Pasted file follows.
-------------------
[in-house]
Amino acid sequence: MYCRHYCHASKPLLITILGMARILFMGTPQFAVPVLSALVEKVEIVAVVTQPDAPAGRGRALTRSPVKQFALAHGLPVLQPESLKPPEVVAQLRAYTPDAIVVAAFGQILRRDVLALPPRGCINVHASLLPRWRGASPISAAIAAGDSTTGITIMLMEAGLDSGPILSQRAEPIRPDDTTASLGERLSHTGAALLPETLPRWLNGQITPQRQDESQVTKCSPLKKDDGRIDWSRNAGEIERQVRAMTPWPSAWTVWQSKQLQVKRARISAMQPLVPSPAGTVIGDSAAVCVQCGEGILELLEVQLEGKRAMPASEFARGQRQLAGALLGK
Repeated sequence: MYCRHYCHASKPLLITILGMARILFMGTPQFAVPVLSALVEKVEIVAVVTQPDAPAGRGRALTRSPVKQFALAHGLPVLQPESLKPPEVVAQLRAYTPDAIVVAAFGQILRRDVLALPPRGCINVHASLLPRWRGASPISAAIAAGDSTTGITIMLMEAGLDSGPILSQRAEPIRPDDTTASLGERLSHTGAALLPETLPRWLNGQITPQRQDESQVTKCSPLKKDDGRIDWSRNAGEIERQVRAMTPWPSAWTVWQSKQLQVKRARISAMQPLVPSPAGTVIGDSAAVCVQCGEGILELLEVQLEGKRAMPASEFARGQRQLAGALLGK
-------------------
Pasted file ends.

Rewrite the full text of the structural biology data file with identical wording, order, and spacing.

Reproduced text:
[in-house]
Amino acid sequence: MYCRHYCHASKPLLITILGMARILFMGTPQFAVPVLSALVEKVEIVAVVTQPDAPAGRGRALTRSPVKQFALAHGLPVLQPESLKPPEVVAQLRAYTPDAIVVAAFGQILRRDVLALPPRGCINVHASLLPRWRGASPISAAIAAGDSTTGITIMLMEAGLDSGPILSQRAEPIRPDDTTASLGERLSHTGAALLPETLPRWLNGQITPQRQDESQVTKCSPLKKDDGRIDWSRNAGEIERQVRAMTPWPSAWTVWQSKQLQVKRARISAMQPLVPSPAGTVIGDSAAVCVQCGEGILELLEVQLEGKRAMPASEFARGQRQLAGALLGK
Repeated sequence: MYCRHYCHASKPLLITILGMARILFMGTPQFAVPVLSALVEKVEIVAVVTQPDAPAGRGRALTRSPVKQFALAHGLPVLQPESLKPPEVVAQLRAYTPDAIVVAAFGQILRRDVLALPPRGCINVHASLLPRWRGASPISAAIAAGDSTTGITIMLMEAGLDSGPILSQRAEPIRPDDTTASLGERLSHTGAALLPETLPRWLNGQITPQRQDESQVTKCSPLKKDDGRIDWSRNAGEIERQVRAMTPWPSAWTVWQSKQLQVKRARISAMQPLVPSPAGTVIGDSAAVCVQCGEGILELLEVQLEGKRAMPASEFARGQRQLAGALLGK